With Hillary Clinton now officially the nominee for the Democratic Party, I think it’s time reflect on her biggest competitor, Bernie Sanders and one of the biggest trademarks of his platform, education reform. Education has been a big factor in the 2016 election cycle; however there is a vast difference from what the Libertarian Party (as well as the Republican Party) would like to do in regards to education and what the Democrats would like to do. Bernie Sanders, the independent, (until recently a Democrat) socialist Senator of Vermont made it a giant part of his platform that free education, more specifically, free college should be a “right for all”.
Bernie was right in one regard: we need drastic reform in regards to the education system. However, it has nothing to do with cost and everything to do with personal experience. Here is how we should reform the education system and it has nothing to do with cost but a whole lot with personal experience. I fullheartedly believe that a piece of paper should not determine skill level and be the determining factor in whether someone gets a job or not. Allow me to share a very brief story:
I have that piece of paper, I paid out of my pocket for it, did what I had to do to get that piece of paper and I did what the system wanted me to do by the books. I have a communications degree from The Connecticut School of Broadcasting, and I have the piece of paper hanging nicely in my room. I graduated in 2011 and for those who aren’t aware; a communications degree is a pretty respected degree in a respected field.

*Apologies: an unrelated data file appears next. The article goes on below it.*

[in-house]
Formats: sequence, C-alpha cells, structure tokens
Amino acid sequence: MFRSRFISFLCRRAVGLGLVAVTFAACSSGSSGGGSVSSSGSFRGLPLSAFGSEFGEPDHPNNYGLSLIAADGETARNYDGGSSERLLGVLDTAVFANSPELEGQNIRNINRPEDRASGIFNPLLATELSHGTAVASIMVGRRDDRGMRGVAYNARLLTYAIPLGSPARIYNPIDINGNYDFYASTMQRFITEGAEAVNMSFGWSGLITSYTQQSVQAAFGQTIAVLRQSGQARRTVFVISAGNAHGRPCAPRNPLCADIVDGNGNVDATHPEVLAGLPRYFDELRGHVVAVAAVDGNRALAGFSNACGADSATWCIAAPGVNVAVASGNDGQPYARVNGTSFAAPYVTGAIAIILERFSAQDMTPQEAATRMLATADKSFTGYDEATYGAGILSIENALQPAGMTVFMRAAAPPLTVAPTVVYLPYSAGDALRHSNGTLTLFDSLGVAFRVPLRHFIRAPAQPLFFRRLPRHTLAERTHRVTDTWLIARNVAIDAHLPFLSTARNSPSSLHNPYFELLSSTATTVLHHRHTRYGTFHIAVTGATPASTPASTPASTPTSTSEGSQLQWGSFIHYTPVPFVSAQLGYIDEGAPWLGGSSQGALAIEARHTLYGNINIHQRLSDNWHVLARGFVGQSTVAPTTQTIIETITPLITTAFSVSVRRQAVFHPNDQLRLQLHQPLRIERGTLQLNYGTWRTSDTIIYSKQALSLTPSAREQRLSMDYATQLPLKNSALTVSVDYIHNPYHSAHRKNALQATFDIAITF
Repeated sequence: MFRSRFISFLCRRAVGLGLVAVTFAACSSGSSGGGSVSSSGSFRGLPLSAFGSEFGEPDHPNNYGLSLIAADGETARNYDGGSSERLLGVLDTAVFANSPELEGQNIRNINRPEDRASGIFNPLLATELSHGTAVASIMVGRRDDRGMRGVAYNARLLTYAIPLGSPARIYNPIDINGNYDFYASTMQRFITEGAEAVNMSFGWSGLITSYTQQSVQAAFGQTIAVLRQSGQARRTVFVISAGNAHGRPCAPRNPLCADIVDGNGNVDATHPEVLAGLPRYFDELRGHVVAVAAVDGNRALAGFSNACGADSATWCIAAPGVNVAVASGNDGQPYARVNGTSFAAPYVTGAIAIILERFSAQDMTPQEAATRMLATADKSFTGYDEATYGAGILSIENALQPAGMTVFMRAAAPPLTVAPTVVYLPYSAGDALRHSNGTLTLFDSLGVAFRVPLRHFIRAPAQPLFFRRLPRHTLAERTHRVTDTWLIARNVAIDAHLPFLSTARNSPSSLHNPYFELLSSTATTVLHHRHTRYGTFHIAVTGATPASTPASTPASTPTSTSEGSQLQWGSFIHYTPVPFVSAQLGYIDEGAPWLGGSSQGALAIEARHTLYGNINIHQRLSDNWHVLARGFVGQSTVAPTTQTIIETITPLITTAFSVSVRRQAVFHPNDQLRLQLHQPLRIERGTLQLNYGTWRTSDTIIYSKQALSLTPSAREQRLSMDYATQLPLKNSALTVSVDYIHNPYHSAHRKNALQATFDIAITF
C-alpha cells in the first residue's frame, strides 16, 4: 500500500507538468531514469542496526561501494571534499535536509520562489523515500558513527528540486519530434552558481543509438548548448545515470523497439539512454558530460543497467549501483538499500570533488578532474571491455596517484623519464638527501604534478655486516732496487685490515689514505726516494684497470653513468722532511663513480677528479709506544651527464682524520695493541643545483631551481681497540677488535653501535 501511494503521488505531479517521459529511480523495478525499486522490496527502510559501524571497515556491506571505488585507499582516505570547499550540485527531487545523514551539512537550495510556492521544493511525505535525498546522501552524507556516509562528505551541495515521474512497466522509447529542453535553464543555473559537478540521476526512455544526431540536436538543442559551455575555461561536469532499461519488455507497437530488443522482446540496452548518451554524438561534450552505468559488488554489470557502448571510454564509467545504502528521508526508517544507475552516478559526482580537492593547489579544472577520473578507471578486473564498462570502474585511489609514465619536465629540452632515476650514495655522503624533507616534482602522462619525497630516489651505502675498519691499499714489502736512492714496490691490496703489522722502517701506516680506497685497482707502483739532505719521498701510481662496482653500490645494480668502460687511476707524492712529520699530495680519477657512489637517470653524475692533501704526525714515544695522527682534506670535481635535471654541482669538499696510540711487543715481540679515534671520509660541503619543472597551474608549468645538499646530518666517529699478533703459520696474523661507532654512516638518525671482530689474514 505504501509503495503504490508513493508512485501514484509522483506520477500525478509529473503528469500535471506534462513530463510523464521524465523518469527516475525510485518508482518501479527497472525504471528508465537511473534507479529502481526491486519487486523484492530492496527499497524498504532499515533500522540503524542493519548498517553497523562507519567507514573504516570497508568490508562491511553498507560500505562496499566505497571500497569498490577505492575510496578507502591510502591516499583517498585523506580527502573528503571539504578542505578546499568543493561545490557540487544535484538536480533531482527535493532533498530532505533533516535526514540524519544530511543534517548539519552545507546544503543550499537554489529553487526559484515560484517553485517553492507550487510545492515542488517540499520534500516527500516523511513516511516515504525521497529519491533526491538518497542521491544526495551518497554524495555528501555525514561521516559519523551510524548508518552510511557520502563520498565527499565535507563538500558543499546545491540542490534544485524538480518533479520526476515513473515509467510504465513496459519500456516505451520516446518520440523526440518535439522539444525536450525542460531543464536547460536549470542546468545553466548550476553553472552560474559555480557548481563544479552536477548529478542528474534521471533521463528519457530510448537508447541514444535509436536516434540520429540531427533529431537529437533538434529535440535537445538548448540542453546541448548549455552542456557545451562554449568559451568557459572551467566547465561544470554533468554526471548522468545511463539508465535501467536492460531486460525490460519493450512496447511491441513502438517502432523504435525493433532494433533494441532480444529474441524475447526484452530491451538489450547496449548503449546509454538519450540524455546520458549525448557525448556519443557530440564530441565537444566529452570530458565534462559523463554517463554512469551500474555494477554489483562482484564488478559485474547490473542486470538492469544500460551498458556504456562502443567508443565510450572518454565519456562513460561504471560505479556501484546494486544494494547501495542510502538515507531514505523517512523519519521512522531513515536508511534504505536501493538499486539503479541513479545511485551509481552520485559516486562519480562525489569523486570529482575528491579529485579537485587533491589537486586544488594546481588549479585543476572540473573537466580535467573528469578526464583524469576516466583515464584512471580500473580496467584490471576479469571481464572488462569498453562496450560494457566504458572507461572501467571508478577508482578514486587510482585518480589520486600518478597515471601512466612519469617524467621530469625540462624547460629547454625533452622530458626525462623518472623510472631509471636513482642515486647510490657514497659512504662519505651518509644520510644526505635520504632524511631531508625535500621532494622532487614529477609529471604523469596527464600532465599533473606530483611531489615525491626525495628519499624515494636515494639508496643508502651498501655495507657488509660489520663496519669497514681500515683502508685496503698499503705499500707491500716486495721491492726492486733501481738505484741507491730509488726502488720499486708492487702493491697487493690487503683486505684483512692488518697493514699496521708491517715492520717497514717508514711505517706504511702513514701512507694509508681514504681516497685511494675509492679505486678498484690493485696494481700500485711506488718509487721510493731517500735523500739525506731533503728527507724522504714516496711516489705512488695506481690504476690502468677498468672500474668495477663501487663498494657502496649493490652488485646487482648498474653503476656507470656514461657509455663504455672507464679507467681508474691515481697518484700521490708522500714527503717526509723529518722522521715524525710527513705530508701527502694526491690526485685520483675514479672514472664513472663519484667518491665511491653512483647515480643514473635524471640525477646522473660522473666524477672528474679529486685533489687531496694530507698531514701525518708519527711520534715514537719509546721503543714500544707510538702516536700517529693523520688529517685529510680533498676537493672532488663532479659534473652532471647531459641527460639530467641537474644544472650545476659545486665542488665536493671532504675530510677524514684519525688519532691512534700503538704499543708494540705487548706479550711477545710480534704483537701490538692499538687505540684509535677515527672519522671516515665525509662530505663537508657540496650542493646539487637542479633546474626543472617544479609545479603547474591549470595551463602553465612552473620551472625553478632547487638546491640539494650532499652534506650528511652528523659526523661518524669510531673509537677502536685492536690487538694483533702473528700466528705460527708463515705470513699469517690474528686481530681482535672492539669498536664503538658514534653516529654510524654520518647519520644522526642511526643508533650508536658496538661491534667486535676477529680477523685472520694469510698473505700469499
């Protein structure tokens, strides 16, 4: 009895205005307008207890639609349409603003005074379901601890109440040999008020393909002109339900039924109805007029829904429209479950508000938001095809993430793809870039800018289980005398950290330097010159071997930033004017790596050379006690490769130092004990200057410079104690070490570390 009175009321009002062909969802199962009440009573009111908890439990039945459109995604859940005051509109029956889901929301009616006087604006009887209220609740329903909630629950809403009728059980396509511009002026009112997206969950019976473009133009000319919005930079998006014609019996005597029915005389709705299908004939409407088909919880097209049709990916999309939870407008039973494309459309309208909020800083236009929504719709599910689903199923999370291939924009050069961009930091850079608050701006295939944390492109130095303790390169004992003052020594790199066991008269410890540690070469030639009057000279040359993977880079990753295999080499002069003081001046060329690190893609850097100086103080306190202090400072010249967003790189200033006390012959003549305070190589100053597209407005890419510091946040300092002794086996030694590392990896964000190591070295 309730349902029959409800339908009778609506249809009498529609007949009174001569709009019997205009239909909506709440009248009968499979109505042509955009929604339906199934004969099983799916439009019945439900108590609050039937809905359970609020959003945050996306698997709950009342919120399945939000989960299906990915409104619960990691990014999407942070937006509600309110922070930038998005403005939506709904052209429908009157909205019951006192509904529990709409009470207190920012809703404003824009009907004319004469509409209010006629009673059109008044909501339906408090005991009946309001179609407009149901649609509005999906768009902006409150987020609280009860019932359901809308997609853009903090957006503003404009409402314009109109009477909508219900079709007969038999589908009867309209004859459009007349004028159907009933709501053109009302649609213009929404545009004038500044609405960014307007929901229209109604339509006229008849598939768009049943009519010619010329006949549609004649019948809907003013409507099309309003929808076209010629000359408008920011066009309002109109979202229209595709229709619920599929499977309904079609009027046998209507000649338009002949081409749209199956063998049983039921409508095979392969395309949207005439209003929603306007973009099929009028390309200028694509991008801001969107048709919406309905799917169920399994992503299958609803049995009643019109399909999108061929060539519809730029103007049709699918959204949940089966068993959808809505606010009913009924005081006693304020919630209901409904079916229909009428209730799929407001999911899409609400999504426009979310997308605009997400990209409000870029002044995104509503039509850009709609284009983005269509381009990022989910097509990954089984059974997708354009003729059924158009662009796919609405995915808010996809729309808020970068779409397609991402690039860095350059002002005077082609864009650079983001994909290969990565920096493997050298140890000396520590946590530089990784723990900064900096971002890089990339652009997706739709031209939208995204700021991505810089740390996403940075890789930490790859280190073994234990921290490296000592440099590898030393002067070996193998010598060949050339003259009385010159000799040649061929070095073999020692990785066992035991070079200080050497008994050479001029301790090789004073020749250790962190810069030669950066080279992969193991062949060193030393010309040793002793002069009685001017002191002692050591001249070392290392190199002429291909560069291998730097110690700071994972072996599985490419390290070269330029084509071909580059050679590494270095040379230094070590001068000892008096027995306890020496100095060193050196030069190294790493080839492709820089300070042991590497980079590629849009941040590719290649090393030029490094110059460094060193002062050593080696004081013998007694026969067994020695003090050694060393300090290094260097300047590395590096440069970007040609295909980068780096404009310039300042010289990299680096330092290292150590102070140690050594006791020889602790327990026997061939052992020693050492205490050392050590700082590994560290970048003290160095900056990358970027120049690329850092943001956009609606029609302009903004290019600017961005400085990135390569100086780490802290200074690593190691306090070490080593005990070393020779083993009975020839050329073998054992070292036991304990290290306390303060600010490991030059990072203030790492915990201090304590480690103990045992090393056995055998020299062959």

You know where that piece of paper and all of that time spent got me?
Nothing. Not one newspaper, not one sports outlet, not any local or major media outlets would even give me one interview. Now, that was despite that “prestigious” degree and my many years of experience in the PR and broadcasting/journalism field. I can’t even get a retail job because I’m viewed as a liability due to the fact that I’m an epileptic, as well to myself “not having enough experience”. Let’s face facts and confront the truth for what it is. Complete nonsense. I think that it’s safe to say that the whole process is an entire scam. Not because of cost, but because the piece of paper itself is worthless and I’ve seen the system first hand.
Right now I am working my ass off with two different start ups, including Being Libertarian, trying to reach profitability. You know what I get out of that from so many people? “Get a real job”. In my view, free enterprise isn’t valued in America anymore and that is what’s really pathetic. You can bust your ass, try to make something out of yourself when you have all of the hurdles in the world against you and build something from nothing and that is seen as “not legitimate”. Now, of course anecdotal examples could hardly be cited as actual evidence, yet I believe there is something to be said for life experience and how it plays out in the real world.
Being an entrepreneur is “frowned upon” and this shouldn’t be so. Once again, a piece of paper shouldn’t dictate your worth in the workplace. In my opinion, it is absolutely foolish to think otherwise. Now, while I mostly believe a piece of paper shouldn’t dictate your workplace value, I think it’s important to note that I’m strongly in favor of trade schools and other hands-on areas to hone your craft. There are certain professions, where all the research and self-taught knowledge just simply can’t prepare you (i.e. doctors) and I would be in favor of continuing the doctorate program as that goes a step beyond most degrees.